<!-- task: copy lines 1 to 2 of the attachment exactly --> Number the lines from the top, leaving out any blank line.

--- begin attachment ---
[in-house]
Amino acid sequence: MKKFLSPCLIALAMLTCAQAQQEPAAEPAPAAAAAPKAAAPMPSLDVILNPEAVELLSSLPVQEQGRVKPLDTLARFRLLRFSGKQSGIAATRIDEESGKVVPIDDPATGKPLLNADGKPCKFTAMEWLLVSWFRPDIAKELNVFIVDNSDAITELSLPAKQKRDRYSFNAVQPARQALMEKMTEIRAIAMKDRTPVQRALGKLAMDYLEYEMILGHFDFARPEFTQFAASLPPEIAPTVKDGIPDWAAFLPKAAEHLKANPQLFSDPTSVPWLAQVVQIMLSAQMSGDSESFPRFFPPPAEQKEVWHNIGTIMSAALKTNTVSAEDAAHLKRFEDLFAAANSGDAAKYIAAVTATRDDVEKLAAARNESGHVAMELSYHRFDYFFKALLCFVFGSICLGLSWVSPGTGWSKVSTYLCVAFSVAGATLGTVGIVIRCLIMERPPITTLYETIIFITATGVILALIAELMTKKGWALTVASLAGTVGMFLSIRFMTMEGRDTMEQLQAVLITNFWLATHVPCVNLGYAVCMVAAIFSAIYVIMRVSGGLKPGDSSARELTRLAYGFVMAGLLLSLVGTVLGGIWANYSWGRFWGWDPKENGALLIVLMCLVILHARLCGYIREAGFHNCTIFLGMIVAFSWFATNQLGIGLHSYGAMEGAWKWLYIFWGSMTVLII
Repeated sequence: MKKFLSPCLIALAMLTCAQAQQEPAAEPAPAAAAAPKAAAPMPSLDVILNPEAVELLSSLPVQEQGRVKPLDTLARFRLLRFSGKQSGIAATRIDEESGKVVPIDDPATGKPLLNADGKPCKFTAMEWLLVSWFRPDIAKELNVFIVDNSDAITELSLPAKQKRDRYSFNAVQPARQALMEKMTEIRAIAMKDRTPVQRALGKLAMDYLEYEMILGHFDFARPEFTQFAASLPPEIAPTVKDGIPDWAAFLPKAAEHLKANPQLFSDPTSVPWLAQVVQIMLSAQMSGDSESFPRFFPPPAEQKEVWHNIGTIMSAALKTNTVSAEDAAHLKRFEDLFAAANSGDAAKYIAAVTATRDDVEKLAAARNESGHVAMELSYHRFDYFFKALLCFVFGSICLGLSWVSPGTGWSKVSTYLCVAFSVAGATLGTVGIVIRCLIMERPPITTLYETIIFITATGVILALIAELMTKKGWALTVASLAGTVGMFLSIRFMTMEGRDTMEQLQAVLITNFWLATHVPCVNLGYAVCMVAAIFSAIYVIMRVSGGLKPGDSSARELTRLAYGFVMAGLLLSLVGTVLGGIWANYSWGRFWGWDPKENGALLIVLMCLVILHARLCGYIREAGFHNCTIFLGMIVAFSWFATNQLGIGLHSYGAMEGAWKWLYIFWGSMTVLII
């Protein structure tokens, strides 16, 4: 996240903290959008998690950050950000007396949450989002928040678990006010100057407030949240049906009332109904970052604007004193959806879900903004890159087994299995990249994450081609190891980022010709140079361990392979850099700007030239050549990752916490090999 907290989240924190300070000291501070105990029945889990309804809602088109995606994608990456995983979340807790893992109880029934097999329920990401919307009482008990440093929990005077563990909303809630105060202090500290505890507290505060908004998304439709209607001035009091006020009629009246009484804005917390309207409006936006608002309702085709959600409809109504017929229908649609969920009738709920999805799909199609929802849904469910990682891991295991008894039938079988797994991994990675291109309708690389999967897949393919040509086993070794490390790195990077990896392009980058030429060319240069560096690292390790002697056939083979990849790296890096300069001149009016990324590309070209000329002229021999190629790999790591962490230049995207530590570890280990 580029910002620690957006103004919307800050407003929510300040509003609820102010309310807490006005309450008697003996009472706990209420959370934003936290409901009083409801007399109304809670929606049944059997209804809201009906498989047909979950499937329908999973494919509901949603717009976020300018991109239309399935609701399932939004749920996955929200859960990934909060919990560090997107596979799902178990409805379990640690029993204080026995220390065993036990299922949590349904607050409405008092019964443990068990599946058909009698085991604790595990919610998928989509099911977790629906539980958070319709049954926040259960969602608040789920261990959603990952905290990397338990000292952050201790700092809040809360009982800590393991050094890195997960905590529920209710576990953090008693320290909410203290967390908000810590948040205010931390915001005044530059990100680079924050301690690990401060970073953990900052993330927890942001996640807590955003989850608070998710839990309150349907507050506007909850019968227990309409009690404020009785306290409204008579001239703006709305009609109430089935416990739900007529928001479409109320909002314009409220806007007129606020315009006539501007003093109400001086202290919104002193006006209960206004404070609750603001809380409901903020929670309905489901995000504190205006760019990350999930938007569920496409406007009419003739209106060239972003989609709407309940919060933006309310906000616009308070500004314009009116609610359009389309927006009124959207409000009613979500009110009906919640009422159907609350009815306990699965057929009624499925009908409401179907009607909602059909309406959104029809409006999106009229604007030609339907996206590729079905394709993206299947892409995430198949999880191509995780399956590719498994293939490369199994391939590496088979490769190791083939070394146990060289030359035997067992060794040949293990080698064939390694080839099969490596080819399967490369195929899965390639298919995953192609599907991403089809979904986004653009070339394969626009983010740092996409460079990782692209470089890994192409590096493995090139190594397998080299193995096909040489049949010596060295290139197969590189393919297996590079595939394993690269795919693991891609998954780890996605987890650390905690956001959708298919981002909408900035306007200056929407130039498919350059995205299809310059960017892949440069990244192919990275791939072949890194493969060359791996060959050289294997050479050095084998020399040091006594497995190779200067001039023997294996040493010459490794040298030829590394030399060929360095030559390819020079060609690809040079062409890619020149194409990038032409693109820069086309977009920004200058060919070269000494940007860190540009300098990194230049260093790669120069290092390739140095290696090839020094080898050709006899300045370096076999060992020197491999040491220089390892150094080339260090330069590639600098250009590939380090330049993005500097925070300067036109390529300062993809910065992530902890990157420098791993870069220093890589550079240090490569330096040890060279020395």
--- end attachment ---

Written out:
[in-house]
Amino acid sequence: MKKFLSPCLIALAMLTCAQAQQEPAAEPAPAAAAAPKAAAPMPSLDVILNPEAVELLSSLPVQEQGRVKPLDTLARFRLLRFSGKQSGIAATRIDEESGKVVPIDDPATGKPLLNADGKPCKFTAMEWLLVSWFRPDIAKELNVFIVDNSDAITELSLPAKQKRDRYSFNAVQPARQALMEKMTEIRAIAMKDRTPVQRALGKLAMDYLEYEMILGHFDFARPEFTQFAASLPPEIAPTVKDGIPDWAAFLPKAAEHLKANPQLFSDPTSVPWLAQVVQIMLSAQMSGDSESFPRFFPPPAEQKEVWHNIGTIMSAALKTNTVSAEDAAHLKRFEDLFAAANSGDAAKYIAAVTATRDDVEKLAAARNESGHVAMELSYHRFDYFFKALLCFVFGSICLGLSWVSPGTGWSKVSTYLCVAFSVAGATLGTVGIVIRCLIMERPPITTLYETIIFITATGVILALIAELMTKKGWALTVASLAGTVGMFLSIRFMTMEGRDTMEQLQAVLITNFWLATHVPCVNLGYAVCMVAAIFSAIYVIMRVSGGLKPGDSSARELTRLAYGFVMAGLLLSLVGTVLGGIWANYSWGRFWGWDPKENGALLIVLMCLVILHARLCGYIREAGFHNCTIFLGMIVAFSWFATNQLGIGLHSYGAMEGAWKWLYIFWGSMTVLII